My path has been a little unusual in that I’ve never actually had a traditional 9-5 job. After my year in New Zealand, I moved back to London to get my masters in travel writing from Kingston University. Ever since then, I’ve been pursuing a career as a freelance writer and author, one that’s slowly evolved to include doing on-location watercolor sketches as I travel as well. For the foreseeable future, I plan to continue building a creative career for myself writing memoirs, putting books of travel sketches together, and leading sketching workshops overseas. We’ll see how it pans out!

Jumpy pic

Jumping kiwi!

What rocks about seasonal jobs?

For me, the experience of working my way around the world through seasonal jobs got me on the path to discover my passion. When I graduated from college, I didn’t have a clue of what I wanted to do – all I knew was that I wanted to travel.

Seasonal jobs, especially the ones I did in New Zealand, gave me the freedom to keep seeing the world while still building up my savings account – two things that don’t always go naturally together. You hear about a lot of people who save up a large sum of money before quitting their jobs and traveling – if you’re ready to travel now, though, a seasonal job is a way to get you on the road sooner. You won’t need to save up quite as much since you’ll be earning money as you go.

What sucks about seasonal jobs?

The goodbyes! They never, ever get easier. You meet some truly awesome people through seasonal jobs, so for me, the hardest part about them was having to say goodbye to great coworkers after just three or four months of working together.

Have you used seasonal jobs to travel? If yes, how and to where?

My first few years of traveling were closely tied to the seasonal jobs I worked. I prefer having a purpose on the road – whether it’s working, volunteering, researching a story, etc. – so taking an extended period of time off solely to travel has never really appealed to me. Seasonal jobs are the perfect solution to this – you can still experience a new country while working a job or two.

One of Candace's awesome sketches from Malaysia.

One of Candace’s awesome sketches from Malaysia.

Have you gained any special skills or qualifications through seasonal jobs?

My jobs didn’t require any special skills in and of themselves (unless you count learning to mix cocktails at record speed on a Friday night a skill), but I think I learned quite a few larger life skills that will serve me well no matter where I am in the world – flexibility, initiative, the ability to pick up new tasks quickly, and just a bit more courage and belief in myself. After you’ve moved to a new country without a job or apartment set up, there isn’t much else in life that seems quite as terrifying.

What’s the one coolest thing you’ve done through seasonal jobs? 

My seasonal jobs have been quite unadventurous in and of themselves – waitressing, bartending, office work – but they still left plenty of room for adventuring on my own, especially when I was in New Zealand. I loved sneaking away for a weekend to hike the Franz Josef Glacier or swim with dolphins in Kaikoura, but my favorite thing had to be hiking Mount Ruapehu, the largest active volcano in New Zealand. Although I’d signed up for a group hike, I ended up being the only one there that day and essentially had a private guide to lead me up the slopes and show me how to slide down the scree.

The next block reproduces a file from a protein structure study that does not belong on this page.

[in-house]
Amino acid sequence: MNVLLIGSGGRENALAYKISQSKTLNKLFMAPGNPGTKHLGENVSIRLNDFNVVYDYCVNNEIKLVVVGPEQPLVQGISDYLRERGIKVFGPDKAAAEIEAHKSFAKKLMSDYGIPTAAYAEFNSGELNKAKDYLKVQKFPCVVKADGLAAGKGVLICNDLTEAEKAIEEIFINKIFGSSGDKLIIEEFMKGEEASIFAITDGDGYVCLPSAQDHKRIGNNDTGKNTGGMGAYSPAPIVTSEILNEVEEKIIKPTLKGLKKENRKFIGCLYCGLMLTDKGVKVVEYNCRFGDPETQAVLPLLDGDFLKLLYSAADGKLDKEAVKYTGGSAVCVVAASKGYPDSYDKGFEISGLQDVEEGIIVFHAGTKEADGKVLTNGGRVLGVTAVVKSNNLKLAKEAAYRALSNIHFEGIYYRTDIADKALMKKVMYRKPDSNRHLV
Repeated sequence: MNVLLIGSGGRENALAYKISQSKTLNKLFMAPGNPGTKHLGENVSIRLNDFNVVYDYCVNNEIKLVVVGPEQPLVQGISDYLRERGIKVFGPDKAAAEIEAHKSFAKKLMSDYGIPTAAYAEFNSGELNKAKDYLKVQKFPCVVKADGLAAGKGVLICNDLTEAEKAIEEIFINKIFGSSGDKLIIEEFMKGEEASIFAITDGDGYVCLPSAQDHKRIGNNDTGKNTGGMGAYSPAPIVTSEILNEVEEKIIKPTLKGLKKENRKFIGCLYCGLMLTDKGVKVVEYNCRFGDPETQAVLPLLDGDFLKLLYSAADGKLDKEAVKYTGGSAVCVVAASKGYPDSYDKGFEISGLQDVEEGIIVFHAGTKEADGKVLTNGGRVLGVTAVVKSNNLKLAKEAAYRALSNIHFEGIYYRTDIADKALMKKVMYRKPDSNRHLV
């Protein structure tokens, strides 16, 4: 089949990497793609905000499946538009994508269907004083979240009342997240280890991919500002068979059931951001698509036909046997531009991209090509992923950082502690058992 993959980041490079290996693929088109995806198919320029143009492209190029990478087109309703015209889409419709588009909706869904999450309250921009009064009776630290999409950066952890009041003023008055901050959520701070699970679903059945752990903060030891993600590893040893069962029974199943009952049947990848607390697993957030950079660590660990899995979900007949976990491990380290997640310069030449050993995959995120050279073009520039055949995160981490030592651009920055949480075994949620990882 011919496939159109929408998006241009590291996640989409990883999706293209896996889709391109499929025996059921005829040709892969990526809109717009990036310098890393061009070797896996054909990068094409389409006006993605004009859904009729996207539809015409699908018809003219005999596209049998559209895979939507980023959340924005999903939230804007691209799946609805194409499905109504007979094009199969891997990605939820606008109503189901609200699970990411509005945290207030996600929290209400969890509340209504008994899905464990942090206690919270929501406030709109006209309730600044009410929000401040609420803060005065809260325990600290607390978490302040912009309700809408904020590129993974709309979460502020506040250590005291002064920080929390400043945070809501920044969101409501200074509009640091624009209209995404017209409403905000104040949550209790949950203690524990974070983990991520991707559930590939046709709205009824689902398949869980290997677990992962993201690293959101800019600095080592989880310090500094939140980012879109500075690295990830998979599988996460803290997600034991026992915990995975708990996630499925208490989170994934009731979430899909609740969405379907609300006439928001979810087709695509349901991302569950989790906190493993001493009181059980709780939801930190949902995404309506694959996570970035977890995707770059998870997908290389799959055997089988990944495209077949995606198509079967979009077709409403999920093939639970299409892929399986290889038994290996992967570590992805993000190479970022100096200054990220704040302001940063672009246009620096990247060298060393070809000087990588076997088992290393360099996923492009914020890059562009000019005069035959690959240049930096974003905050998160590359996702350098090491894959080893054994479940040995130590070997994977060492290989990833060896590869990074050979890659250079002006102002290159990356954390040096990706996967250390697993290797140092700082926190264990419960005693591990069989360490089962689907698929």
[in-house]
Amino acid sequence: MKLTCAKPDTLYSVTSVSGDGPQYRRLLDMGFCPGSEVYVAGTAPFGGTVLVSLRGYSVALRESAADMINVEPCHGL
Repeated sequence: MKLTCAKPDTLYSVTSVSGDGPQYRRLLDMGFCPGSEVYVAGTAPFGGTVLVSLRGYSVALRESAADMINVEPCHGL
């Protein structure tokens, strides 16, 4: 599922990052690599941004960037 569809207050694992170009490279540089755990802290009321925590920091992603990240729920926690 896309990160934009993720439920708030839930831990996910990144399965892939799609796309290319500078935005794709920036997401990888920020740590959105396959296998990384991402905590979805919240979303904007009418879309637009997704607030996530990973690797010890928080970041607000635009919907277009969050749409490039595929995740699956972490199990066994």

Franz Josef glacier

Franz Josef Glacier, NZ.

Do you have any general tips for seasonal job seekers — to find jobs, keep them, and have fun?

I would say that one of the most important things is to be open to possibility. Sometimes I’d arrive in a new city with a certain idea of what job I was looking for, but being open to whatever came my way or was available at the time gave me a greater chance of finding work (i.e. I never expected to work in a supermarket in New Zealand, but I got the job through a friend before arriving in Queenstown and was definitely grateful to show up already employed).

The other thing I would say is to just be patient – even though it’s the hardest thing in the world for me to do. Every time I moved to a new city and was waiting to find a job, I would get all worked up and anxious that nothing would materialize and I’d have to keep digging into my savings. Here’s the thing, though: something always worked out.

What would you say to someone who is interested in a seasonal job, but is scared of quitting their grown-up job?

Take the risk! I promise it will be worth it. If the only reason you’re scared of quitting a more traditional job is because of losing the stability and security – not because it’s something you love – then I would absolutely recommend looking into a seasonal job. Maybe you’re in a career you don’t love, but you’re not yet sure what kind of career you would love – think of a seasonal job as a bridge between the two, a way to slowly work towards something you’re more passionate about. Like it did for me, maybe it could be the very thing to set you on a different path in life.

A big big thank you to Candace for sharing her wisdom and beautiful art with us! Please go subscribe to receive updates from her blog The Great Affair. You won’t regret it. And if you can think of someone who’s interested in art + travel, please share this interview with them. I’m sure they’ll be inspired! 

  1. Lovely interview, I’m a big fan of both of you and wish you all the best!
    Stef recently posted..14 (Travel) Resolutions and Goals for 2014My Profile